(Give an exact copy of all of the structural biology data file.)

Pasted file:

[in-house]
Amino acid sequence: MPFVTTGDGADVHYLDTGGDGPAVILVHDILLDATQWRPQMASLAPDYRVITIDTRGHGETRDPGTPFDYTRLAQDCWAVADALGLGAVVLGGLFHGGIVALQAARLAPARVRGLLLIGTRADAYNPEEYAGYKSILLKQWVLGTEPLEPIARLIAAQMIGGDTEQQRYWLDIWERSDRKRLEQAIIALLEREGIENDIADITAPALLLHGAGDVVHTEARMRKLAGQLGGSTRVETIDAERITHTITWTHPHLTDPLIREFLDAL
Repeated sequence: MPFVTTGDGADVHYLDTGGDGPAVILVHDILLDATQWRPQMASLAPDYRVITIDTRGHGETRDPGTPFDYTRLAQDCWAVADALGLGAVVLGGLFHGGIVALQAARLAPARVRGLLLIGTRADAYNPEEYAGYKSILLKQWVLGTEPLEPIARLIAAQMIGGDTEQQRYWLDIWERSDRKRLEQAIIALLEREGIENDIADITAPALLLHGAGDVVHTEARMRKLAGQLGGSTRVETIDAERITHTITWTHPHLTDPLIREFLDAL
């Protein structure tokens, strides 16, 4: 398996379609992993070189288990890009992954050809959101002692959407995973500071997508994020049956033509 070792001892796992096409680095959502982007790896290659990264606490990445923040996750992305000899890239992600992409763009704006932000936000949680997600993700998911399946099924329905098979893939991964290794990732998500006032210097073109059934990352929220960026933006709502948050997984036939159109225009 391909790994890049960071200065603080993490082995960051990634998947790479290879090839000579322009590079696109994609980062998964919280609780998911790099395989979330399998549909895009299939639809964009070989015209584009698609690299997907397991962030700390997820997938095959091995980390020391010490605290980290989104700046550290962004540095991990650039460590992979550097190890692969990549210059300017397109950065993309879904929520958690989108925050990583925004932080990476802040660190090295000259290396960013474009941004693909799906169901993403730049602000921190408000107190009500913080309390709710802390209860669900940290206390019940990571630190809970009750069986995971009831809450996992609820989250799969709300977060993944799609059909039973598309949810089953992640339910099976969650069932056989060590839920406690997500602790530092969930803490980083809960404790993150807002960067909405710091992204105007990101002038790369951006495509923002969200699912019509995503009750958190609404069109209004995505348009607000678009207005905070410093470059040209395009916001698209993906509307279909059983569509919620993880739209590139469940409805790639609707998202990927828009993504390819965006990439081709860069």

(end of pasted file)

[in-house]
Amino acid sequence: MPFVTTGDGADVHYLDTGGDGPAVILVHDILLDATQWRPQMASLAPDYRVITIDTRGHGETRDPGTPFDYTRLAQDCWAVADALGLGAVVLGGLFHGGIVALQAARLAPARVRGLLLIGTRADAYNPEEYAGYKSILLKQWVLGTEPLEPIARLIAAQMIGGDTEQQRYWLDIWERSDRKRLEQAIIALLEREGIENDIADITAPALLLHGAGDVVHTEARMRKLAGQLGGSTRVETIDAERITHTITWTHPHLTDPLIREFLDAL
Repeated sequence: MPFVTTGDGADVHYLDTGGDGPAVILVHDILLDATQWRPQMASLAPDYRVITIDTRGHGETRDPGTPFDYTRLAQDCWAVADALGLGAVVLGGLFHGGIVALQAARLAPARVRGLLLIGTRADAYNPEEYAGYKSILLKQWVLGTEPLEPIARLIAAQMIGGDTEQQRYWLDIWERSDRKRLEQAIIALLEREGIENDIADITAPALLLHGAGDVVHTEARMRKLAGQLGGSTRVETIDAERITHTITWTHPHLTDPLIREFLDAL
């Protein structure tokens, strides 16, 4: 398996379609992993070189288990890009992954050809959101002692959407995973500071997508994020049956033509 070792001892796992096409680095959502982007790896290659990264606490990445923040996750992305000899890239992600992409763009704006932000936000949680997600993700998911399946099924329905098979893939991964290794990732998500006032210097073109059934990352929220960026933006709502948050997984036939159109225009 391909790994890049960071200065603080993490082995960051990634998947790479290879090839000579322009590079696109994609980062998964919280609780998911790099395989979330399998549909895009299939639809964009070989015209584009698609690299997907397991962030700390997820997938095959091995980390020391010490605290980290989104700046550290962004540095991990650039460590992979550097190890692969990549210059300017397109950065993309879904929520958690989108925050990583925004932080990476802040660190090295000259290396960013474009941004693909799906169901993403730049602000921190408000107190009500913080309390709710802390209860669900940290206390019940990571630190809970009750069986995971009831809450996992609820989250799969709300977060993944799609059909039973598309949810089953992640339910099976969650069932056989060590839920406690997500602790530092969930803490980083809960404790993150807002960067909405710091992204105007990101002038790369951006495509923002969200699912019509995503009750958190609404069109209004995505348009607000678009207005905070410093470059040209395009916001698209993906509307279909059983569509919620993880739209590139469940409805790639609707998202990927828009993504390819965006990439081709860069």